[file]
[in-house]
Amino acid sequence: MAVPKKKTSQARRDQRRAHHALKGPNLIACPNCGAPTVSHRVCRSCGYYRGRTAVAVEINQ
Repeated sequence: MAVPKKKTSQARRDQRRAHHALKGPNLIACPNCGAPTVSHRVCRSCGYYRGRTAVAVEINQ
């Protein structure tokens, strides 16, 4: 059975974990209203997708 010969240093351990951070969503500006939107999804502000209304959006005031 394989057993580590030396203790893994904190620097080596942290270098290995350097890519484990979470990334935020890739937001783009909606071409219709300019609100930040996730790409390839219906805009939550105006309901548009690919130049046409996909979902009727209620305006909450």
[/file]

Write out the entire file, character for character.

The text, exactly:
[in-house]
Amino acid sequence: MAVPKKKTSQARRDQRRAHHALKGPNLIACPNCGAPTVSHRVCRSCGYYRGRTAVAVEINQ
Repeated sequence: MAVPKKKTSQARRDQRRAHHALKGPNLIACPNCGAPTVSHRVCRSCGYYRGRTAVAVEINQ
């Protein structure tokens, strides 16, 4: 059975974990209203997708 010969240093351990951070969503500006939107999804502000209304959006005031 394989057993580590030396203790893994904190620097080596942290270098290995350097890519484990979470990334935020890739937001783009909606071409219709300019609100930040996730790409390839219906805009939550105006309901548009690919130049046409996909979902009727209620305006909450």